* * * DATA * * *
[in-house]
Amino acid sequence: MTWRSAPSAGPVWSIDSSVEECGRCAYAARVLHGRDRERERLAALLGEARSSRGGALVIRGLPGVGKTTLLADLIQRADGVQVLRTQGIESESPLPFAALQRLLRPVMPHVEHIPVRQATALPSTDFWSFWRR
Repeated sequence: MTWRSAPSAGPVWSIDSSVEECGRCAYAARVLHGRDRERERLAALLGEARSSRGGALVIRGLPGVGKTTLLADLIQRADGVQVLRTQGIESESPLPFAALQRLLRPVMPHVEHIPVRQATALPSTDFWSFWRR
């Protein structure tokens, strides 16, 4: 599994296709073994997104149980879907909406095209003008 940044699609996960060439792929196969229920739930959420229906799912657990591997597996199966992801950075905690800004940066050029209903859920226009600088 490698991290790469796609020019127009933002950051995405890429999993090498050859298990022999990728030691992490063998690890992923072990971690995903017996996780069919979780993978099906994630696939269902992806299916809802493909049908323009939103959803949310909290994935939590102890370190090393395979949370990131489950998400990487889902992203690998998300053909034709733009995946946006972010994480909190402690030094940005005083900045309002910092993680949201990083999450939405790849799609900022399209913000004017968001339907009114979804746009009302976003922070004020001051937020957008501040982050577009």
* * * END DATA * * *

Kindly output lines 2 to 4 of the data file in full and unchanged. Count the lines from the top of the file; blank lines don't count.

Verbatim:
Amino acid sequence: MTWRSAPSAGPVWSIDSSVEECGRCAYAARVLHGRDRERERLAALLGEARSSRGGALVIRGLPGVGKTTLLADLIQRADGVQVLRTQGIESESPLPFAALQRLLRPVMPHVEHIPVRQATALPSTDFWSFWRR
Repeated sequence: MTWRSAPSAGPVWSIDSSVEECGRCAYAARVLHGRDRERERLAALLGEARSSRGGALVIRGLPGVGKTTLLADLIQRADGVQVLRTQGIESESPLPFAALQRLLRPVMPHVEHIPVRQATALPSTDFWSFWRR
């Protein structure tokens, strides 16, 4: 599994296709073994997104149980879907909406095209003008 940044699609996960060439792929196969229920739930959420229906799912657990591997597996199966992801950075905690800004940066050029209903859920226009600088 490698991290790469796609020019127009933002950051995405890429999993090498050859298990022999990728030691992490063998690890992923072990971690995903017996996780069919979780993978099906994630696939269902992806299916809802493909049908323009939103959803949310909290994935939590102890370190090393395979949370990131489950998400990487889902992203690998998300053909034709733009995946946006972010994480909190402690030094940005005083900045309002910092993680949201990083999450939405790849799609900022399209913000004017968001339907009114979804746009009302976003922070004020001051937020957008501040982050577009």